Northern raccoons are essentially active at night. During the winter, when it is very cold, they may spend many long hours sleeping in their dens, but they do not hibernate. Because their metabolism and internal temperature stay constant, they have to survive on their stored fat, and may lose up to 50 % of their body weight.
Northern raccoons can run at speeds of up to 24 km/h (15 mi/h) on the ground. They are good climbers and not afraid of falling, because they can drop for about 15 metres without getting hurt. They are also excellent swimmers. Raccoons don’t tend to roam very much, going only as far as necessary to feed and meet their basic needs (1 to 4 km a night).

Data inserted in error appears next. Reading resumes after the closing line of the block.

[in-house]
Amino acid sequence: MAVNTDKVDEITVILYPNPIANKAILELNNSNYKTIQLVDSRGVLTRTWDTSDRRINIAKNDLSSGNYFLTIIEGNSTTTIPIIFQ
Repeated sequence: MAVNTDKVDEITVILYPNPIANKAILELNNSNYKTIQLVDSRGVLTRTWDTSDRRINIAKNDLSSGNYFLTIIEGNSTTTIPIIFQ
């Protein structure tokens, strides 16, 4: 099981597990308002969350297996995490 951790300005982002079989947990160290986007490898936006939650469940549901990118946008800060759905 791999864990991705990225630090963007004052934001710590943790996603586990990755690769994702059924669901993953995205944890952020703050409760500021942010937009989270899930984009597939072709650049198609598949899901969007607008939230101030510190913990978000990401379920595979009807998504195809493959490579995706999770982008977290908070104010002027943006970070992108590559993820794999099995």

Population density varies with their habitat. The largest concentration of raccoons is found in wetlands (marshes, lowlands, intertidal zones, floodplains, etc.) and the lowest in agricultural areas. Urban settings, given the right conditions, can support large raccoon populations.
Rabies is an important factor in population control. When the rabies virus is absent, northern raccoon populations may double.
An individual’s territory covers 1 to 3 km2. Although raccoon are solitary animals, they are not very territorial and are happy to share with other raccoons.
Northern raccoons have a poor color vision seeing the world mostly in shades of grey. They do have excellent night vision, however, along with a highly developed sense of hearing.